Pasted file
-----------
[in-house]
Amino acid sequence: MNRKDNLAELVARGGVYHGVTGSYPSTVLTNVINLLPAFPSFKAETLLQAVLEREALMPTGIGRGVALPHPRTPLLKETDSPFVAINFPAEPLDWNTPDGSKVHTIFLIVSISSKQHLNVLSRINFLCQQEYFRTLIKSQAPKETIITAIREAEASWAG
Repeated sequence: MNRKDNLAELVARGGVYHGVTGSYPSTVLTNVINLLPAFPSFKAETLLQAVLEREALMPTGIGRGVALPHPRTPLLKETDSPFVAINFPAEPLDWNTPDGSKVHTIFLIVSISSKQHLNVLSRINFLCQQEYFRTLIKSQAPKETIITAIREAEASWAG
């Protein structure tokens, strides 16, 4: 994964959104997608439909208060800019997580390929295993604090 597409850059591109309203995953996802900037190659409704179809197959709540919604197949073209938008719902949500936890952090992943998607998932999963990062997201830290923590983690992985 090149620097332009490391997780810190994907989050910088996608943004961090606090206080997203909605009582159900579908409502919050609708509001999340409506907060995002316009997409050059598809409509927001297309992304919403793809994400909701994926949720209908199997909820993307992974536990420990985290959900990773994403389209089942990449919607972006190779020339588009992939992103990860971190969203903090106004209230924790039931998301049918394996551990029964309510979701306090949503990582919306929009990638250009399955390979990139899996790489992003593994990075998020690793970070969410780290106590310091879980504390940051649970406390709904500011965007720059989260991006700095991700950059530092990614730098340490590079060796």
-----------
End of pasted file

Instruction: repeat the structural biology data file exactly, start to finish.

[in-house]
Amino acid sequence: MNRKDNLAELVARGGVYHGVTGSYPSTVLTNVINLLPAFPSFKAETLLQAVLEREALMPTGIGRGVALPHPRTPLLKETDSPFVAINFPAEPLDWNTPDGSKVHTIFLIVSISSKQHLNVLSRINFLCQQEYFRTLIKSQAPKETIITAIREAEASWAG
Repeated sequence: MNRKDNLAELVARGGVYHGVTGSYPSTVLTNVINLLPAFPSFKAETLLQAVLEREALMPTGIGRGVALPHPRTPLLKETDSPFVAINFPAEPLDWNTPDGSKVHTIFLIVSISSKQHLNVLSRINFLCQQEYFRTLIKSQAPKETIITAIREAEASWAG
């Protein structure tokens, strides 16, 4: 994964959104997608439909208060800019997580390929295993604090 597409850059591109309203995953996802900037190659409704179809197959709540919604197949073209938008719902949500936890952090992943998607998932999963990062997201830290923590983690992985 090149620097332009490391997780810190994907989050910088996608943004961090606090206080997203909605009582159900579908409502919050609708509001999340409506907060995002316009997409050059598809409509927001297309992304919403793809994400909701994926949720209908199997909820993307992974536990420990985290959900990773994403389209089942990449919607972006190779020339588009992939992103990860971190969203903090106004209230924790039931998301049918394996551990029964309510979701306090949503990582919306929009990638250009399955390979990139899996790489992003593994990075998020690793970070969410780290106590310091879980504390940051649970406390709904500011965007720059989260991006700095991700950059530092990614730098340490590079060796």